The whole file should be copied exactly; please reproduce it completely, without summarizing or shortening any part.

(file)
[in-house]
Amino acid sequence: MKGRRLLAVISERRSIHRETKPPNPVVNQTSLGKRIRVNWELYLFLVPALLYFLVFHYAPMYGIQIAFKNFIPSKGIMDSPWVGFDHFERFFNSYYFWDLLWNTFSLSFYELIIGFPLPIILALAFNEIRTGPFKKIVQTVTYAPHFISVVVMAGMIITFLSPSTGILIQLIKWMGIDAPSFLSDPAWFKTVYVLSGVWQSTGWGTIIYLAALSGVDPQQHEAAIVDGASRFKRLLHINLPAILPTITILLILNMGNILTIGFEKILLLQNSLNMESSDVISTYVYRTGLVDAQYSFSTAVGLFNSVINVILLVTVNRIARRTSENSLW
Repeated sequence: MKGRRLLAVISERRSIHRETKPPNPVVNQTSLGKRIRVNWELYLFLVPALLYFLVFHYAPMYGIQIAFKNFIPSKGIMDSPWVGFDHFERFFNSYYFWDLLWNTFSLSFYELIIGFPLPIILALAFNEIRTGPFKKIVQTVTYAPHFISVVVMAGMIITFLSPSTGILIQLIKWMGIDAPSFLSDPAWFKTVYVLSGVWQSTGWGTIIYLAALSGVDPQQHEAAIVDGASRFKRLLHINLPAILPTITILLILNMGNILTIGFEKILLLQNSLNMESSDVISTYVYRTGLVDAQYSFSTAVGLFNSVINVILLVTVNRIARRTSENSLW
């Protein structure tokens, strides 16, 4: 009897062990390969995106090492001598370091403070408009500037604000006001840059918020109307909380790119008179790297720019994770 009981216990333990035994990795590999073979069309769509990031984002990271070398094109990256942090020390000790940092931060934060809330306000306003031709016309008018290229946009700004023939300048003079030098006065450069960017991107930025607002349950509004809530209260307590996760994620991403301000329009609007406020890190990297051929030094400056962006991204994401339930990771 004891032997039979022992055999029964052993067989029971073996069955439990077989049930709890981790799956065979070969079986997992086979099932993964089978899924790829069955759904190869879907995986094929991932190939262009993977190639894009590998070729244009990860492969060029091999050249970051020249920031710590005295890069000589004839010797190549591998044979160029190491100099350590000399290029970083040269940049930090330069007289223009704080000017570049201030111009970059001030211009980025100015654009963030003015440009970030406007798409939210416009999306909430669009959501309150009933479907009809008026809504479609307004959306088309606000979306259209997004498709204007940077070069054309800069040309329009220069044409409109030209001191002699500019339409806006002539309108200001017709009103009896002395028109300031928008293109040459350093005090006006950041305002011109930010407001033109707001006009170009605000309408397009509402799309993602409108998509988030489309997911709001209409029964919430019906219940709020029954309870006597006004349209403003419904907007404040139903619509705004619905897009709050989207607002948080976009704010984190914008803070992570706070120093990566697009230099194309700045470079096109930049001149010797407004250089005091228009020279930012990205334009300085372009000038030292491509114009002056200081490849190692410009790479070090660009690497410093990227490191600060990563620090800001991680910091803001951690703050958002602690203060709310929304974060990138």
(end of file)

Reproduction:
[in-house]
Amino acid sequence: MKGRRLLAVISERRSIHRETKPPNPVVNQTSLGKRIRVNWELYLFLVPALLYFLVFHYAPMYGIQIAFKNFIPSKGIMDSPWVGFDHFERFFNSYYFWDLLWNTFSLSFYELIIGFPLPIILALAFNEIRTGPFKKIVQTVTYAPHFISVVVMAGMIITFLSPSTGILIQLIKWMGIDAPSFLSDPAWFKTVYVLSGVWQSTGWGTIIYLAALSGVDPQQHEAAIVDGASRFKRLLHINLPAILPTITILLILNMGNILTIGFEKILLLQNSLNMESSDVISTYVYRTGLVDAQYSFSTAVGLFNSVINVILLVTVNRIARRTSENSLW
Repeated sequence: MKGRRLLAVISERRSIHRETKPPNPVVNQTSLGKRIRVNWELYLFLVPALLYFLVFHYAPMYGIQIAFKNFIPSKGIMDSPWVGFDHFERFFNSYYFWDLLWNTFSLSFYELIIGFPLPIILALAFNEIRTGPFKKIVQTVTYAPHFISVVVMAGMIITFLSPSTGILIQLIKWMGIDAPSFLSDPAWFKTVYVLSGVWQSTGWGTIIYLAALSGVDPQQHEAAIVDGASRFKRLLHINLPAILPTITILLILNMGNILTIGFEKILLLQNSLNMESSDVISTYVYRTGLVDAQYSFSTAVGLFNSVINVILLVTVNRIARRTSENSLW
């Protein structure tokens, strides 16, 4: 009897062990390969995106090492001598370091403070408009500037604000006001840059918020109307909380790119008179790297720019994770 009981216990333990035994990795590999073979069309769509990031984002990271070398094109990256942090020390000790940092931060934060809330306000306003031709016309008018290229946009700004023939300048003079030098006065450069960017991107930025607002349950509004809530209260307590996760994620991403301000329009609007406020890190990297051929030094400056962006991204994401339930990771 004891032997039979022992055999029964052993067989029971073996069955439990077989049930709890981790799956065979070969079986997992086979099932993964089978899924790829069955759904190869879907995986094929991932190939262009993977190639894009590998070729244009990860492969060029091999050249970051020249920031710590005295890069000589004839010797190549591998044979160029190491100099350590000399290029970083040269940049930090330069007289223009704080000017570049201030111009970059001030211009980025100015654009963030003015440009970030406007798409939210416009999306909430669009959501309150009933479907009809008026809504479609307004959306088309606000979306259209997004498709204007940077070069054309800069040309329009220069044409409109030209001191002699500019339409806006002539309108200001017709009103009896002395028109300031928008293109040459350093005090006006950041305002011109930010407001033109707001006009170009605000309408397009509402799309993602409108998509988030489309997911709001209409029964919430019906219940709020029954309870006597006004349209403003419904907007404040139903619509705004619905897009709050989207607002948080976009704010984190914008803070992570706070120093990566697009230099194309700045470079096109930049001149010797407004250089005091228009020279930012990205334009300085372009000038030292491509114009002056200081490849190692410009790479070090660009690497410093990227490191600060990563620090800001991680910091803001951690703050958002602690203060709310929304974060990138």